Thursday, March 26, 2009

Why Video Games Don't Make Good Movies

With Prince of Persia: Sands of Time already in production, it seems that Hollywood has decided to go forward with even more video game adaptations. Here's why they won't work:

1. The Hollow Avatar
: the protagonist of your average game is deliberately devoid of personality (e.g., Master Chief of Halo). In some cases, the protagonist doesn't even speak their own lines of dialogue. This hollow avatar design draws the player into the game by encouraging the projection of their own personality and voice onto the the main character. But when shifted to the medium of film, the hollow avatar comes across as nothing more than what it is; an empty character devoid of motivation or personality. This goes to the heart of how film, a passive form of entertainment, differs from games, an interactive form of entertainment.

2. Repetitive Risk-Taking: all games are essentially built around some type of risk-taking, whether it's jumping from one moving platform to another or shooting Nazis. Generally, this risk-taking is quite repetitive. Sure, game designers can shake things up a little with customizable characters, boss battles, diverse level design, and any number of other tricks, but at the end of the day most games are built around a risk-taking scenario that is repeated many times over. If a game is designed correctly, the player doesn't get bored because an element of danger is always present, in other words the player accepts the repetitiveness because the risk always feels genuine. Film, however, has a much more difficult time pulling off repetitive risk-taking scenarios, because the viewer is removed from the danger. A passive moviegoer will get bored very quickly watching a character face the same danger again and again and again. Repetitiveness lies at the core of games, but it is the death of film.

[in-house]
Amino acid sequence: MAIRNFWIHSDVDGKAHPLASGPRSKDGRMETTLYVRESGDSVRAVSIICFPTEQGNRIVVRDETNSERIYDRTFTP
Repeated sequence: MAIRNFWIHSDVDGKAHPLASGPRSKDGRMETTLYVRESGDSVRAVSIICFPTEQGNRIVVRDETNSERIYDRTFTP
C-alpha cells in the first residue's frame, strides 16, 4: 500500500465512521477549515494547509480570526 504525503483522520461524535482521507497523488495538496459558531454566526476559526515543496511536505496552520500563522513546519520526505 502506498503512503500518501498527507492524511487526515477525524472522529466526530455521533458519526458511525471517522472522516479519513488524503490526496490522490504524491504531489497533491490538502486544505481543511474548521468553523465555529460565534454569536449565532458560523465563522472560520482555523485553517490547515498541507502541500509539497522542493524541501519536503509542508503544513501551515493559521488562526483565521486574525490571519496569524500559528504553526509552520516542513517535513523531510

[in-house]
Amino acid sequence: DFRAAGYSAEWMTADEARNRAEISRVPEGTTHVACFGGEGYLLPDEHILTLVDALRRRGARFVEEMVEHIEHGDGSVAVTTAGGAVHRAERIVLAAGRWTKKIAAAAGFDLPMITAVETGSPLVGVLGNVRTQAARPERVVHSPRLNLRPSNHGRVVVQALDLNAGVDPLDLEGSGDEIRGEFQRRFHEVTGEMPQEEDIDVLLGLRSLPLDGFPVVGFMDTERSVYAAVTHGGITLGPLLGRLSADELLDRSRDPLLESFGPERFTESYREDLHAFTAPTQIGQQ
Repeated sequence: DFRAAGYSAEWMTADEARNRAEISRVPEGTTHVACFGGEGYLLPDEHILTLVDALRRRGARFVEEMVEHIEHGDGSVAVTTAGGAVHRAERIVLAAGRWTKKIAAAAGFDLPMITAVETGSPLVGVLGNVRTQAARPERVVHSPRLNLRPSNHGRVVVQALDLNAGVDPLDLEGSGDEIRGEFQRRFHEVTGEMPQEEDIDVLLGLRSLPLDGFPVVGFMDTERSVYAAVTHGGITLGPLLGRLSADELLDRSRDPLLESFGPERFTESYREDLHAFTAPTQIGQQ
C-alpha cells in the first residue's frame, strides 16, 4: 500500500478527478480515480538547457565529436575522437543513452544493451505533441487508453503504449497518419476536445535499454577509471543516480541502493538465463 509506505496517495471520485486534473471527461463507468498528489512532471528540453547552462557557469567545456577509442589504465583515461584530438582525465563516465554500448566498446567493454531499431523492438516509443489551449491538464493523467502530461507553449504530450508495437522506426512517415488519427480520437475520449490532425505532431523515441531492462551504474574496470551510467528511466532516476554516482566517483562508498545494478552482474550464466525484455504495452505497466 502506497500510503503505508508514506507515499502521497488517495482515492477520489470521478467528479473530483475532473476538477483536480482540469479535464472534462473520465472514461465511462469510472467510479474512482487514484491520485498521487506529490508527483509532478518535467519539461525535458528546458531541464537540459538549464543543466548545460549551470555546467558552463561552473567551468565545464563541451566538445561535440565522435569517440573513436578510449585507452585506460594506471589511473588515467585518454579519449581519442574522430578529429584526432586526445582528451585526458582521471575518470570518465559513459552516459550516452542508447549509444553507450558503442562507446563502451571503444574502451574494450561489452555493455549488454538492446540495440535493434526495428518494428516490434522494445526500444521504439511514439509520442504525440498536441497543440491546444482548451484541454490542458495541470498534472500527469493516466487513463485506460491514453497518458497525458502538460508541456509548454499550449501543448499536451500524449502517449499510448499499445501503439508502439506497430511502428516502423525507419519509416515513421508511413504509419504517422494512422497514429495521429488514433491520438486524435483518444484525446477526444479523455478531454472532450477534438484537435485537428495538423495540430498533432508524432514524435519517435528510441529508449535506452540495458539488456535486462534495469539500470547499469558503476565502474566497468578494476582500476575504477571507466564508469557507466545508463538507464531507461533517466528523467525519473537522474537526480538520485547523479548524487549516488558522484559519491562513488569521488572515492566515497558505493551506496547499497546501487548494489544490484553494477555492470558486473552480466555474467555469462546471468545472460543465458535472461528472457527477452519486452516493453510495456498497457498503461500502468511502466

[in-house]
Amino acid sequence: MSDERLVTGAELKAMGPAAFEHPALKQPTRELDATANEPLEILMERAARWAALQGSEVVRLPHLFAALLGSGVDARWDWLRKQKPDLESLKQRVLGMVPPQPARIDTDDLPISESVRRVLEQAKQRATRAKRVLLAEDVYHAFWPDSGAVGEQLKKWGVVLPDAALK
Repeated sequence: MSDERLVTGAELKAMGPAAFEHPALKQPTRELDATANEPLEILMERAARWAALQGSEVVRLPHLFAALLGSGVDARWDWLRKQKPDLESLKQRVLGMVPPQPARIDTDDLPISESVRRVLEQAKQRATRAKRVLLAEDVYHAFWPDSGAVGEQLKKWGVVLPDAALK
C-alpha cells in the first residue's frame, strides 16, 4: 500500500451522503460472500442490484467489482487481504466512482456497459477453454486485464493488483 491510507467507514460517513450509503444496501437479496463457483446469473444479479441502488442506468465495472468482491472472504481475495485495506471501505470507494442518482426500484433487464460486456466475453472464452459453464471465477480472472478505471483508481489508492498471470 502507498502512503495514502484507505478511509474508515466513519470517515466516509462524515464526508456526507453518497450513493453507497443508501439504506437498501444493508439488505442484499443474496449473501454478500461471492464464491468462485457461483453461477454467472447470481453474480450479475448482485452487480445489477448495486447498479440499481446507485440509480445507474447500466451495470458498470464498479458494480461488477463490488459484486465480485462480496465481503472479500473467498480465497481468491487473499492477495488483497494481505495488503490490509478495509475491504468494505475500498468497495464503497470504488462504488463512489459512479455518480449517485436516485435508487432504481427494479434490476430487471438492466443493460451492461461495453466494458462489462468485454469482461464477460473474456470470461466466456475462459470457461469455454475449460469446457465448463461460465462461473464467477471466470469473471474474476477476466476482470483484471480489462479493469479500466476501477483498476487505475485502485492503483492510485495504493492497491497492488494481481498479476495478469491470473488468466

2. The Dying Factor: in games, you generally die a lot until you figure out what to do. In film, it's pretty unusual for a character to die and then get back up because they had an extra life. The dying factor helps to explain why the adaptation of the survival horror game Silent Hill, which was a beautifully shot horror film, was not in any way scary. In the game, the main character is solitary for most of the story. This isolation, combined with the fact that the character could get killed at any moment, adds tension to the gameplay. The film attempted to replicate this feature, and kept the main character isolated for much of its runtime. However, if you kill the main character, then the movie's basically over. Most viewers understand this, even if only on a subconscious level, which is why none of the dangers the character faced felt remotely scary. There was no believable way for her to die and the movie to go on. That's why most horror films have big casts, which translates into a high body count and uncertainty as to who will live.